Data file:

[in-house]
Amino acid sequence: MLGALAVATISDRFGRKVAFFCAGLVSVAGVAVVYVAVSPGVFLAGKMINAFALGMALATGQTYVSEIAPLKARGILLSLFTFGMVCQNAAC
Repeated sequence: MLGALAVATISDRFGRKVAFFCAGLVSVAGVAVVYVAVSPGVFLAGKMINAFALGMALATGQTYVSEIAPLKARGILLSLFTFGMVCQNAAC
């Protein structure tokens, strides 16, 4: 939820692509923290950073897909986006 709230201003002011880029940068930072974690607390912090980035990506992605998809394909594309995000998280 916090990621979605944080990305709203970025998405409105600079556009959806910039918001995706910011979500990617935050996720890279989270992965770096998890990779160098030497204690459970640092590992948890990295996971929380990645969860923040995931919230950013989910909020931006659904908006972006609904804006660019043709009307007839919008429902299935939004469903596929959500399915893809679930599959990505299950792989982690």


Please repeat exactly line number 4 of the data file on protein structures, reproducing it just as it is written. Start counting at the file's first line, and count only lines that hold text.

């Protein structure tokens, strides 16, 4: 939820692509923290950073897909986006 709230201003002011880029940068930072974690607390912090980035990506992605998809394909594309995000998280 916090990621979605944080990305709203970025998405409105600079556009959806910039918001995706910011979500990617935050996720890279989270992965770096998890990779160098030497204690459970640092590992948890990295996971929380990645969860923040995931919230950013989910909020931006659904908006972006609904804006660019043709009307007839919008429902299935939004469903596929959500399915893809679930599959990505299950792989982690």